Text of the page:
Piece of My Heart Finally Is a Piece of Music HistoryCulture Watch
tags: theater reviews, Twist and Shout
Can you name nine justices of the U.S. Supreme Court?
Tougher still, can you tell us who Bert Berns was?
Berns was the composer of one of rock music’s blockbuster hits, Twist and Shout, recorded by the Isley Brothers and then the Beatles, along with Tell Him, Piece of My Heart, I Want Candy, Everybody Needs Somebody to Love and Hang On Sloopy, yet few know anything about him.
All that changed last week when a new musical about the composer, Piece of My Heart, opened at the Signature Theater in New York. The musical is a rousing tribute to Berns and all the rockers of his generation, the 1960s.
The story begins with a frantic phone call from Bert’s old friend, Wazzel, to his daughter Jessie, who has just turned thirty. She was born only a few days after Berns died (at 38) and did not know anything about him. Now, after the call, she rushes to New York and gets into his old office, where she meets Wazzel. He tells her that her mother, Ilene, is trying to sell all of her dad’s songs to a big music conglomerate.
Here, the story jumps back in time to Bert’s teenaged years, as he begins his battle to defeat a heart problem that he had since he was a kid. Doctors told him that he would never reach the age of thirty. Driven by the fast-ticking clock, Berns then sets out to write all the music he can and get it played everywhere and anywhere. The result is a garage full of hits and enough songs that if the music sheets were placed together, would probably stretch from the Brill building in New York to the home of Capitol Records in Los Angeles.
In the story, Berns loses friends as he works his way to the top. He falls in love with a dancer who at their first meeting accused him of stealing the melody from La Bamba for Twist and Shout. That story is one half of the play. The other half is the growing relationship between Wazzel and Bert’s daughter. He sees his old buddy Bert in the girl and works with her to get the song rights back. She sees a new role for herself – protector of her father’s music and a chance to make him famous after fifty years.
Zach Resnick is a lovable Bert. He is a laid back, casual and utterly charming man who cannot believe the good luck with his music and the bad luck with his health. His daughter Jessie is played well by Leslie Kritzer, a skilled Janis Joplin type singer herself. She is endearing. Best buddy Wazzel, Bert’s personal enforcer all those years ago, is portrayed wonderfully by Joseph Stravo as an old man and Bryan Fenkart as a young one. Linda Hart is good his wife in her 50s, Teal Wicks is just as good as the young Ilene. Derek Bakin is best friend and singer Hoagy. There is a large cast of singers and dancers, who make the show sizzle.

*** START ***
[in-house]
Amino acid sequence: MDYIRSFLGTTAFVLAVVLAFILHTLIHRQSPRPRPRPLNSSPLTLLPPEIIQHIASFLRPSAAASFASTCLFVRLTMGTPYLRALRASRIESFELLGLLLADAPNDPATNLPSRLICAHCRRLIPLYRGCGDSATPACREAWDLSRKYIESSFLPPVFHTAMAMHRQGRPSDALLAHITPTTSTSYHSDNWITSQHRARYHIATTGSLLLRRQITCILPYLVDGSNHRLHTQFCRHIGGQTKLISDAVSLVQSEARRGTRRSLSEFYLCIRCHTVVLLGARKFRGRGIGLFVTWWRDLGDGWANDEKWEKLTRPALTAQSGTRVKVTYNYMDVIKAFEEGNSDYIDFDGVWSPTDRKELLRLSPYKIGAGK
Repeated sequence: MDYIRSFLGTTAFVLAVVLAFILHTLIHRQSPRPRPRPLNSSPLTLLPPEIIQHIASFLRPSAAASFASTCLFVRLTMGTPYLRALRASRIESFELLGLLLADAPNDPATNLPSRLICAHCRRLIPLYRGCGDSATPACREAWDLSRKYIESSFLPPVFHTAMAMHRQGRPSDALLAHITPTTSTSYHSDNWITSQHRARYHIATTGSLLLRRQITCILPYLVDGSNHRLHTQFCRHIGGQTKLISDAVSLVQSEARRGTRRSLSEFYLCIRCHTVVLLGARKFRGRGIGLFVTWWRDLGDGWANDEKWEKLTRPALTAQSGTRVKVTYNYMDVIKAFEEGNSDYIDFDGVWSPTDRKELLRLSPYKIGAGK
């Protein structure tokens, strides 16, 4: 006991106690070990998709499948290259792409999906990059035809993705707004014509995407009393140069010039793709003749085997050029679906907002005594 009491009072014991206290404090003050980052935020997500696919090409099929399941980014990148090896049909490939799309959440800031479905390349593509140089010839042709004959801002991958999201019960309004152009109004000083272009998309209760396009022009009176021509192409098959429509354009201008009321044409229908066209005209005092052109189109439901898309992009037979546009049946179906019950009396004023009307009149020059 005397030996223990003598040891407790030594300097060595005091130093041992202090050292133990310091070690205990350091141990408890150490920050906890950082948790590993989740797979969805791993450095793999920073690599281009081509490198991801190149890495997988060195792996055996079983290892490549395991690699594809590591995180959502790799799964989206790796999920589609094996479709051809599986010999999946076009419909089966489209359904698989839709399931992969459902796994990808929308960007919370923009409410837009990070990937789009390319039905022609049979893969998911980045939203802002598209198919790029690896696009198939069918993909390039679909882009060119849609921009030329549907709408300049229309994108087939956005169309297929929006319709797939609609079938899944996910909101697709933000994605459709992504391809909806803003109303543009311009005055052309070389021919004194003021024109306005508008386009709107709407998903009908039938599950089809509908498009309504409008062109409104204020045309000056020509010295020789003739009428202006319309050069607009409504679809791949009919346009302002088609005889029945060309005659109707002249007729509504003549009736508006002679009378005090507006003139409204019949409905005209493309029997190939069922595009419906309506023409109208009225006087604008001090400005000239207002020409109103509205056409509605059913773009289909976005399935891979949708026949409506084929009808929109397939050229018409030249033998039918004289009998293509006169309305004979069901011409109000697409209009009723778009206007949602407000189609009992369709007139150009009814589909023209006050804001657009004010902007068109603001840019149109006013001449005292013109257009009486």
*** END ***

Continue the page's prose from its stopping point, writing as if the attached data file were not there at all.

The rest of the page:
The choreography in the play is magnificent. Choreographer/director Denis Jones has created a storm of people on stage, moving in sync from number to another, bounding about the stage and up and down large circular stages.
The musical, with a book by Daniel Goldfarb, has its troubles, though. The first half hour is plain dreadful. It is a slow and meandering story about Berns’ early years through the time he went to Cuba to re-discover himself. It does build a foundation for the rest of the story but you should bring an alarm clock to wake yourself up. The acting in the first half hour is dull, the music forgettable and the storyline hard to follow. The show also attempts, and this is done badly, to shoehorn just about all of Berns hundreds of songs into the script. The problem with that is while you get to hear the big hits, such as Twist and Shout, you have to sit through some really forgettable tunes.
Even so, music history lovers will enjoy this rarely told story of a hard-working, gifted composer from the sixties who, with Twist and Shout, set the world on fire. It is a story of perseverance, love and dedication. You have to sit through a colossally boring first half hour, but after that this musical twists and shouts its way to the heavens.
It is also a story that tells you a lot about the history of the country and the music industry in the fifties and sixties. There is the Castro revolution in Cuba, the mob influence in the record business, the British invasion in the early 1960s and, of course, different styles of hair and dress.
Why does nobody know Bert Berns? Well, who knew any of the songwriters of the 1950s and ‘60s, who made singers famous with their work? And, too, he died of heart failure when he was just 38 – gone too soon.
He left a legacy of music though, and it still wails on the radio all night long.
PRODUCTION: The musical is produced by Merged Work Productions. Sets: Alexander Dodge, Costumes: David C. Wooland, Lighting: Ben Stanton, Sound: Carl Casella. The play is choreographed and directed by Denis Jones. Runs through August 31.
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